Although President Joseph Kabila’s final term as head of the Democratic Republic of Congo (DRC) was set to end in December 2016, he clung to power and delayed elections for another two years. While the eyes of many observers were fixed on the election stalling tactics in Kinshasa, Kabila’s brother Francis Selemani purchased numerous luxury homes in the United States and South Africa, it appears at least in part using funds diverted from the Congolese government.* At the time, Selemani was managing director of BGFIBank DRC, the Congolese subsidiary of Gabon-based BGFIBank Group.* * Selemani and the Kabila family used a network of companies and the bank they controlled to misappropriate public funds, transferring millions abroad and purchasing millions of dollars in foreign real estate. They moved substantial sums through BGFIBank DRC with little to no resistance. Among the most problematic transactions, according to an internal audit at BGFIBank DRC, were multimillion-dollar transfers involving an obscure company called Sud Oil.*
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Millions of leaked bank records obtained by the Platform to Protect Whistleblowers in Africa (PPLAAF) and Mediapart and shared with The Sentry by PPLAAF and the European Investigative Collaborations (EIC) network reveal that between 2015 and 2018, Sud Oil sent more than $12 million to accounts and companies owned or controlled by Selemani.* Investigations by The Sentry, Congo Research Group, and other members of the Congo Hold-up consortium, the international group of non-profit organizations and media outlets collaboratively investigating the leak, show that Sud Oil received at least $85 million in funds from a range of Congolese government institutions, including the Central Bank of Congo, the DRC’s permanent mission to the United Nations in New York, the Congolese state-owned mining company Gécamines, and the country’s electoral commission.* At the same time that the $12 million was transiting accounts held by Selemani and companies linked to him and his wife, Selemani purchased 17 properties for a total of $6.6 million in the affluent suburbs of Washington, DC, and Johannesburg, South Africa.*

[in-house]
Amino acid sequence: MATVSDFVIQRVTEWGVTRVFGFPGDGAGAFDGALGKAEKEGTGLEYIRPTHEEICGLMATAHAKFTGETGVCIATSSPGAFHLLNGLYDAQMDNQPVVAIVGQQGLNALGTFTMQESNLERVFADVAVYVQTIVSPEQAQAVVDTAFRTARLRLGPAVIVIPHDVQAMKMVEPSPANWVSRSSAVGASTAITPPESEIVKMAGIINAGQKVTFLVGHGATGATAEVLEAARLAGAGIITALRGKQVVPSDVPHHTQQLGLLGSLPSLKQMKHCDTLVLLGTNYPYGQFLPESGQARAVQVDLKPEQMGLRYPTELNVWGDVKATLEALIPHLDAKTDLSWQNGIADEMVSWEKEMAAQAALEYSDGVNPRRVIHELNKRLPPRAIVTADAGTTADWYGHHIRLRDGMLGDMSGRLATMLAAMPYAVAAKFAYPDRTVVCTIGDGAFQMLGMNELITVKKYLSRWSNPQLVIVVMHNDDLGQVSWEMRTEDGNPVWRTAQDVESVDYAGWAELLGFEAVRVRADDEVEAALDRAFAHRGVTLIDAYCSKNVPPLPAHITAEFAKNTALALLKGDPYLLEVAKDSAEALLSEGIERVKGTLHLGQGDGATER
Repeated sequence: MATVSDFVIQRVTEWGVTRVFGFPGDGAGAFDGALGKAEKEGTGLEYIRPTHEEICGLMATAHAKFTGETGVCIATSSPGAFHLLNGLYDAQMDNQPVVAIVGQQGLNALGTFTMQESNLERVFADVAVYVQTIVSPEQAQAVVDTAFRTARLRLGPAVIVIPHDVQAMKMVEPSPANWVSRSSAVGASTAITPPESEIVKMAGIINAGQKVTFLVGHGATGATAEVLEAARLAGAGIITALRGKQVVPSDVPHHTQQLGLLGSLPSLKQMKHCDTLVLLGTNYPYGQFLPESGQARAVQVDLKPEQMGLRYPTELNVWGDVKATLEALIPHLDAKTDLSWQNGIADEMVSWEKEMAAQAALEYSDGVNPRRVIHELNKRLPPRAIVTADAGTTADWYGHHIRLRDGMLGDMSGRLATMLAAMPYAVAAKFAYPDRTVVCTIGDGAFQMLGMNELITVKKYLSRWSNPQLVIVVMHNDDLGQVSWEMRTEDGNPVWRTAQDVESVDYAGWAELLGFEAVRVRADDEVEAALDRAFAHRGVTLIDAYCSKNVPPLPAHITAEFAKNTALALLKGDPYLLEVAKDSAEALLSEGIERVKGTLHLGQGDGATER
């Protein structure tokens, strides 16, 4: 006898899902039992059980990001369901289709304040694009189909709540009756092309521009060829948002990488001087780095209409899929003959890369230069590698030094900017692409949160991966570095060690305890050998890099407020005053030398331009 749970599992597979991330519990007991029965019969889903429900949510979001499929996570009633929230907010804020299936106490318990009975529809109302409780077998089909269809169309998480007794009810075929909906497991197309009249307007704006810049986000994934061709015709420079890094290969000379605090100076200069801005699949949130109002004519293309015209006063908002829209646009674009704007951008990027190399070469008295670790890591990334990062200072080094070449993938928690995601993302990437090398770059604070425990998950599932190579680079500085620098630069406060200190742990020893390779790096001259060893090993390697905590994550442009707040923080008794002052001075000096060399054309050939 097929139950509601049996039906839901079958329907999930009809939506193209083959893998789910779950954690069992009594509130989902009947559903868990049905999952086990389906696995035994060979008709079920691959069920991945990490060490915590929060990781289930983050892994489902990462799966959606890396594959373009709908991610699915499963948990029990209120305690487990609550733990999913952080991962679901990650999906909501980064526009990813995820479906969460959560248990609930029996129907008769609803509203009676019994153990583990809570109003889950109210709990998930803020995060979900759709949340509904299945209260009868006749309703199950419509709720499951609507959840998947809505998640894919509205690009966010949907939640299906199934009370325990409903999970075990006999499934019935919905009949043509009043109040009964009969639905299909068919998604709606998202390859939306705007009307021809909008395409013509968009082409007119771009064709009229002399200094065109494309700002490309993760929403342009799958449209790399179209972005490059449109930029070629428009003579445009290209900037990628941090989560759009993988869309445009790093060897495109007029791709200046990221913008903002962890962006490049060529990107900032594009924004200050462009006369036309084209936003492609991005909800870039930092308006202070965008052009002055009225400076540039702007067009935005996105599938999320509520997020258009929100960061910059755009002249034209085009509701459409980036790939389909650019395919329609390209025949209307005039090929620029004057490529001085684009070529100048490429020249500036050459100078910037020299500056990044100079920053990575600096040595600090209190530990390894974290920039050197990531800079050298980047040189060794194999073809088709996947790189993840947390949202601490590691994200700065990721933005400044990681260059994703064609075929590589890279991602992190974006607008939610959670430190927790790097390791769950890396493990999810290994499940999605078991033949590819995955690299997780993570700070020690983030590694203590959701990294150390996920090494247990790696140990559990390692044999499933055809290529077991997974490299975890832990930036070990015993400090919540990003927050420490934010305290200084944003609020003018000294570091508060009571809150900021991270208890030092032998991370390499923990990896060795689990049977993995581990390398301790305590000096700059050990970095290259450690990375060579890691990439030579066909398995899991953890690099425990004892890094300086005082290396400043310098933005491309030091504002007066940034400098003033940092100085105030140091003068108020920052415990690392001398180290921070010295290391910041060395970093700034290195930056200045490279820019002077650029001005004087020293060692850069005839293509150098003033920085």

The Sentry identified a range of irregularities, misrepresentations, and inconsistencies in transactions connected to bank accounts held by Selemani and his companies that are red flags for money laundering and other financial crimes. Funds received from public institutions lacked justification, and the sources of funding for some transfers were misrepresented. Selemani used corporate vehicles that obscured his identity as the owner of all but one of the 17 real estate purchases discovered by The Sentry.* Selemani had originally purchased nine properties in his own name, but he then transferred ownership to a commercial company and to trusts he controlled, including by selling them to his own company, in a series of operations that is a red flag for money laundering through real estate.